"I've spent every break between training cycles and countless weekends competing and working with the Depot team," he said.  

According to Craig, he feels humbled and thankful that his reputation as a strong competitor preceded him here and made for a smooth transition from the Marine Corps Rifle Team to the Depot team.

"He came highly recommended from some very distinguished members of the Marine Corps shooting community," said Chief Warrant Officer 2 Billy R. Williamson, range officer, Charlie range, Weapons and Field Training Battalion.

According to Williamson, one of those recommendations came from Gunnery Sgt. Carlos N. Hathcock III, staff noncommissioned officer in charge, Marine Corps Rifle Team. Hathcock III is son of famed Vietnam sniper Carlos Hathcock Jr., and a very reputable member of the Marine Corps competitive shooting community.

"Through recommendations and his individual performance (Craig) made a name for himself as kind of a go-to guy," said Williamson. "He's been a vital member of our team in local, state, and interservice championships."

Williamson said he recalls occasions in which Craig's performance has been the distinguishing factor between victory and defeat for the Depot team.

Craig's commitment to excellence is not limited to his performance as a competitive marksman.

"Being a competitive shooter has made me a better drill instructor," said the energetic 28-year-old. "The same attention to detail, concentration and focus I have shooting is just as important on the drill field."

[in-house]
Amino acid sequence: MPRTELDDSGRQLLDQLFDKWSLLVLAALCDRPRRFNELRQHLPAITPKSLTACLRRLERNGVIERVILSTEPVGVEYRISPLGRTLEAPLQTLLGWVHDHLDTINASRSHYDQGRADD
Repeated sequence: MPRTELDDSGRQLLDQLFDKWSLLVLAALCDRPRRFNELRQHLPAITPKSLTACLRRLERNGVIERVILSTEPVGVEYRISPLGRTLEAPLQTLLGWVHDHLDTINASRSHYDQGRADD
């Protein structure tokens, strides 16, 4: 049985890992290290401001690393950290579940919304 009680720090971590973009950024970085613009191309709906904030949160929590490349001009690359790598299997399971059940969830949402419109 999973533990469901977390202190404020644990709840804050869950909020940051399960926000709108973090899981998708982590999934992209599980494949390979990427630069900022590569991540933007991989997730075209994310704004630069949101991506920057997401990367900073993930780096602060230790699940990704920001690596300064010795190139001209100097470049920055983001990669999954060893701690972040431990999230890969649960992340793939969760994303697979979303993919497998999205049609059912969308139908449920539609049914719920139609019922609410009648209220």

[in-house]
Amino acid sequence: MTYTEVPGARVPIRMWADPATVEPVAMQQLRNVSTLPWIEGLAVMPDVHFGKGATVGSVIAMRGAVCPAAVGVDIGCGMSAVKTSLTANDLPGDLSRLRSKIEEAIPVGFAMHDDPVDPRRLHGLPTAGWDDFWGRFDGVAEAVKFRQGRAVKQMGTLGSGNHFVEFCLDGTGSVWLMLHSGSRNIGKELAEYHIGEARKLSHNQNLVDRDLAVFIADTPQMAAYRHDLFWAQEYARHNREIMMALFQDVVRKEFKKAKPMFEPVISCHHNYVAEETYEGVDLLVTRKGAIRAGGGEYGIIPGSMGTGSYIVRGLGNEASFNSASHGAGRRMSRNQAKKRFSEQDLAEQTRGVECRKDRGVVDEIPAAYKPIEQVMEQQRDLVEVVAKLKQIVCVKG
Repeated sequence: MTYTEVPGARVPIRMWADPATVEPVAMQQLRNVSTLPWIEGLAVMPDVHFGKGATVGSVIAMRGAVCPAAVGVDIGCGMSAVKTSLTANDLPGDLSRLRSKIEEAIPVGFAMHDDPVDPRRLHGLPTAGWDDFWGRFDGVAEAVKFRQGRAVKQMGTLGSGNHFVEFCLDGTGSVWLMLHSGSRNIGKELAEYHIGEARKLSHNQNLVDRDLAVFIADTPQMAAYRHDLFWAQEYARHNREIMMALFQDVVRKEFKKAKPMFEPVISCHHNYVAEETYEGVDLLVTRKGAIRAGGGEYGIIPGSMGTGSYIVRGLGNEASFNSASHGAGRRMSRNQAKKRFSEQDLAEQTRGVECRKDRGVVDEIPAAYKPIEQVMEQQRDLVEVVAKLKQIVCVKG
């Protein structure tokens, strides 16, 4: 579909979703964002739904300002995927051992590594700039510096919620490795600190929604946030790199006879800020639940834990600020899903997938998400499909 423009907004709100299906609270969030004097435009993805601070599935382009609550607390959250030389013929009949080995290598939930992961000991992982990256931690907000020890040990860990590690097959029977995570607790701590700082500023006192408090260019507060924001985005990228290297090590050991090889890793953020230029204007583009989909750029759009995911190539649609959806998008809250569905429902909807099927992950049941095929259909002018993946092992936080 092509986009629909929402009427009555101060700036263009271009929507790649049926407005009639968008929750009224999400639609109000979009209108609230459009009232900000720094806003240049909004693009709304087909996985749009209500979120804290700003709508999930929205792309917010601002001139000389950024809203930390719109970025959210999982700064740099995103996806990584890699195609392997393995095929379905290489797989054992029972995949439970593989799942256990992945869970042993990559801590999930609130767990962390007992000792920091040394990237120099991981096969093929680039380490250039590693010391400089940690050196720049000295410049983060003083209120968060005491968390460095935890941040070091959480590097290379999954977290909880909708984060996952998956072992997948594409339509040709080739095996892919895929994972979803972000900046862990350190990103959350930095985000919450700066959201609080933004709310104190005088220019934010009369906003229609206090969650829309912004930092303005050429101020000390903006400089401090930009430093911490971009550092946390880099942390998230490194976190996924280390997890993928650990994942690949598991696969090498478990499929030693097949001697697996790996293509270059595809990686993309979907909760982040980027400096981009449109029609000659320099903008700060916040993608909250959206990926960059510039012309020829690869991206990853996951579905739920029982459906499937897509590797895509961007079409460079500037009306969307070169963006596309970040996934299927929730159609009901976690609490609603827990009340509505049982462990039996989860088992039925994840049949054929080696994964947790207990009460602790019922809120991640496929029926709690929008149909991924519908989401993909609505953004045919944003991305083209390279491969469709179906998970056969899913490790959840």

Craig constantly displays a strong work ethic and sense of dedication to his duties as a drill instructor, according to Staff Sgt. Marc S. Whitehurst, former drill instructor, Co. K.

"His struggle to achieve excellence and refusal to accept anything less is present in everything he does," said Whitehurst. "His standard is always nothing but the best."

Craig has trained seven platoons during his tour here - two of those being selected as honor platoons.

He was selected as Senior Drill Instructor of the Quarter for 3rd Recruit Training Battalion in the first quarter of fiscal year 2003.

Williamson said he hopes to see Craig fill an important position within the Depot Competition in Arms Program.

"We've asked him to come up here and be the staff (noncommissioned officer in charge) of the MCRD Rifle/Pistol Team," he said. 

According to Williamson, some of Craig's more admirable qualities are his enthusiasm for leadership and his desire to help his fellow Marines better themselves.

"It's good to see Marines like him who are concerned with more than just personal achievements," Williamson said. "He's a great mentor for aspiring young marksmen, and he is very interested in furthering what we do." 

When his tour of duty aboard the Depot has run its course completely, Craig will leave for the 3rd Marine Regiment in Hawaii and go back to his primary military occupational specialty as an infantry platoon sergeant.

He said he would like to become a warrant officer and eventually a range officer, but above all else, his goal is to be assigned to the Marine Corps Rifle Team permanently.